The Royal Institute of British Architects (RIBA) have revealed the Universidad de Ingeniería y Tecnología (UTEC), located in Lima and designed by Dublin-based practice Grafton Architects, as the winner of the inaugural RIBA International Prize. A longlist of thirty projects, published in May of this year, was narrowed down to six in October before a grand jury—chaired by Richard Rogers—selected the scheme as "an exceptional example of civil architecture."
Earlier this week we covered the announcement of the winners of the expansion of the Lima Art Museum (MALI). The following 13 projects received honorable mention as according to the jury they "were essential during the deliberation process, for their originality, daring or because they helped shape the discussion."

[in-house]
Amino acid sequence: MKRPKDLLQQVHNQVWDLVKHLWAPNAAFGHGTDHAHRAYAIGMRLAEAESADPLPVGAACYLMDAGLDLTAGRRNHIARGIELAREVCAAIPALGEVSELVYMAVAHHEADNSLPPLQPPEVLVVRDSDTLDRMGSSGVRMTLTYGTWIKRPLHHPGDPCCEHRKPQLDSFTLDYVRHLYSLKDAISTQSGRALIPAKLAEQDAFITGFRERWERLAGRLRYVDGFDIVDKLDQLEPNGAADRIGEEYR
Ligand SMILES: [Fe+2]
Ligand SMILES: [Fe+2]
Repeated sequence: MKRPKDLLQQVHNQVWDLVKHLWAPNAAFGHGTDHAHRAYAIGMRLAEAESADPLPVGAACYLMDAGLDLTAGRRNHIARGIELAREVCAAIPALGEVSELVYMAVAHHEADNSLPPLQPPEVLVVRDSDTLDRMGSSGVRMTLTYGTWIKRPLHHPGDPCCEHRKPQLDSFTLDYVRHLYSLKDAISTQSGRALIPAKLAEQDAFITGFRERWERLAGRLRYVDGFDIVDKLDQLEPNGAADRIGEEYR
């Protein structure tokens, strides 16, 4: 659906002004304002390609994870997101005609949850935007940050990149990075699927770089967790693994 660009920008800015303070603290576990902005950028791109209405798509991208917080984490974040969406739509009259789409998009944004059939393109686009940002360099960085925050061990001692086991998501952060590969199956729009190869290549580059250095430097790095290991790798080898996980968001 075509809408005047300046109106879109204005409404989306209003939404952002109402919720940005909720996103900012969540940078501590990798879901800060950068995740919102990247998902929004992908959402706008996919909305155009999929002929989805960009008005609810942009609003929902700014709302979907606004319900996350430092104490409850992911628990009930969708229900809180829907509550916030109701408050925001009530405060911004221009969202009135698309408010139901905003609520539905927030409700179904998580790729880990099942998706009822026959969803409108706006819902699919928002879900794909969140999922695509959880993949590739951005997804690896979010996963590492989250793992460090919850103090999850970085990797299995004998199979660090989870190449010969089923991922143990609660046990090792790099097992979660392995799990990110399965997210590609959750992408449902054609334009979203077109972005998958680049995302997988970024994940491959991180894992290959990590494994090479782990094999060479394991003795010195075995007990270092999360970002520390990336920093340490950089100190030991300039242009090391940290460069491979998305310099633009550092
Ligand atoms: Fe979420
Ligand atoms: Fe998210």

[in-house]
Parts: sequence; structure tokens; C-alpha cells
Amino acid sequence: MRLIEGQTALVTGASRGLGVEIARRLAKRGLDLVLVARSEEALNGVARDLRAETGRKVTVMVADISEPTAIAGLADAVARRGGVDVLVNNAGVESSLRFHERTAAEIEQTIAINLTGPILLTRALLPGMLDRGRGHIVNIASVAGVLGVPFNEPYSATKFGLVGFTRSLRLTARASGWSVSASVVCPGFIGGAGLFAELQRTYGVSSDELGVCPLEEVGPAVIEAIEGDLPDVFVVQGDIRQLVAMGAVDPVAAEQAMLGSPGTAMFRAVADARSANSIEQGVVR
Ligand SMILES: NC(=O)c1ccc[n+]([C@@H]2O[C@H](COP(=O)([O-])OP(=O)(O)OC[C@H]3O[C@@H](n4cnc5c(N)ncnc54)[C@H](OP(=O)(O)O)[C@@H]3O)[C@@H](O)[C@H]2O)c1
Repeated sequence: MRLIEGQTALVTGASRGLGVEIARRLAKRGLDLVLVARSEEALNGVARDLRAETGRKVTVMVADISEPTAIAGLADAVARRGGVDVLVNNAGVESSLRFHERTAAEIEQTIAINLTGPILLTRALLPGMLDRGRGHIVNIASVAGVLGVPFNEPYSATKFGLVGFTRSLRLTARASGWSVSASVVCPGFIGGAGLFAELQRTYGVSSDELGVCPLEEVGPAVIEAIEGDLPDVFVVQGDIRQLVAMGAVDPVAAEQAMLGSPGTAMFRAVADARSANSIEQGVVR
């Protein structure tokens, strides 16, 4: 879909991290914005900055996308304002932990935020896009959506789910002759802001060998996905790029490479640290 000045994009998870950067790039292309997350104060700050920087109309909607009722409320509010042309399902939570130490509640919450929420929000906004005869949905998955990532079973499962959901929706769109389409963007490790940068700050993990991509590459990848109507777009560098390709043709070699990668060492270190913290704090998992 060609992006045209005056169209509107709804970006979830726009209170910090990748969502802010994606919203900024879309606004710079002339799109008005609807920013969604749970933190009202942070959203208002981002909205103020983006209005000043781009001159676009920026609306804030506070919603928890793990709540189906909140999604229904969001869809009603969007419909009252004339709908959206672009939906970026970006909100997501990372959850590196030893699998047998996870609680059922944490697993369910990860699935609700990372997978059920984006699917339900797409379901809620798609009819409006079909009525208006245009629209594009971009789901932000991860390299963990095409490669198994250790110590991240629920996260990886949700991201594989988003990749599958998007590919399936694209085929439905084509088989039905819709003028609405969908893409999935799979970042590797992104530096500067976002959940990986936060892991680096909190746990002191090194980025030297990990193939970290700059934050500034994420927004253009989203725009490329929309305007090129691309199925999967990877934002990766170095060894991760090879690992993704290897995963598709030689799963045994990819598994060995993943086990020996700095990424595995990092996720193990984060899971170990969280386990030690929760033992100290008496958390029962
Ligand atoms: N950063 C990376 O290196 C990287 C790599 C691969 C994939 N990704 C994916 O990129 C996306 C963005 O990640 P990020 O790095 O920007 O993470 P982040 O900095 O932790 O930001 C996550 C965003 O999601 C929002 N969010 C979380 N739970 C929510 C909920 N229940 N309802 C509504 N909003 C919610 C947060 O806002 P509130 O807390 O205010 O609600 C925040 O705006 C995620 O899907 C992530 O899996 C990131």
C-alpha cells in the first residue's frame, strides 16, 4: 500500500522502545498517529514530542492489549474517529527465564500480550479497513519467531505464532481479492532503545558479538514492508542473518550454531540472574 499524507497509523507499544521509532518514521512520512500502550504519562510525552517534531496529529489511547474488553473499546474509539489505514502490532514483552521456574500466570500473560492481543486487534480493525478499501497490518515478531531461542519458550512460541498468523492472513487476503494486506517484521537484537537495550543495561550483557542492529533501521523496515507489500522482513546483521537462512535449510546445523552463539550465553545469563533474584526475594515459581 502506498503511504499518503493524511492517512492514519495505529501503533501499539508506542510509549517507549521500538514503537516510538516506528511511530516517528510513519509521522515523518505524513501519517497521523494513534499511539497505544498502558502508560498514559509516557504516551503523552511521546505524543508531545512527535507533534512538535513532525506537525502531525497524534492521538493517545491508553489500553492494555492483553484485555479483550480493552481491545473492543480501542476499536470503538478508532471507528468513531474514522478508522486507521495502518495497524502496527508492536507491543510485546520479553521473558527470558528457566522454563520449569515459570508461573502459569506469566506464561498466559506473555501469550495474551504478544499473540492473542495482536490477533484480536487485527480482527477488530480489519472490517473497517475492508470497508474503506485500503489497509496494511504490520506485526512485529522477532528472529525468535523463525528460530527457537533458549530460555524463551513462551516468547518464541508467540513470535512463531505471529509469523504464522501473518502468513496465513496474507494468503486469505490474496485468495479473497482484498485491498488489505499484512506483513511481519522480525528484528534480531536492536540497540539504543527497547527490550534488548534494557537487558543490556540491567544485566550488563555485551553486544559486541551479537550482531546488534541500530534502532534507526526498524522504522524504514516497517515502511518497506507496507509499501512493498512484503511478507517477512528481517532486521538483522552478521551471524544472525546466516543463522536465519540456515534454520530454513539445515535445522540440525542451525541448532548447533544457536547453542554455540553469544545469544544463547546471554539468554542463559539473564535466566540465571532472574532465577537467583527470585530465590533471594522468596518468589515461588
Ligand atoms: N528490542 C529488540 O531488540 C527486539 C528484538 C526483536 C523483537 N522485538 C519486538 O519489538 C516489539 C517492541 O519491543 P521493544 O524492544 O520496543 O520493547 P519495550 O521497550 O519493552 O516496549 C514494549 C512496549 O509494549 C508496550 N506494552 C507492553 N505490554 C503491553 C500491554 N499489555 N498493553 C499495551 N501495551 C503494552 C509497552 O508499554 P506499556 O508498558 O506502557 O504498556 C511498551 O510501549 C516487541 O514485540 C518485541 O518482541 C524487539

The proposals came from a wide range of studios including Mexican firm Productora, a collaboration between Zaha Hadid and David Mutal, Campo Baeza and Llosa Cortegana amongst them. Continue below for the 13 projects in detail.
The Lima Art Museum (MALI) announces the launch of an open competition for the design of its new contemporary art wing. The project will include new gallery spaces, a library, classrooms, workshops, a café, a public plaza, access to a future metro station, and a landscape proposal for the park where the museum is located. Our goal is to establish the MALI as a new civic and cultural platform in the city, as well as a referent for future competitions regarding the design of public spaces in Lima.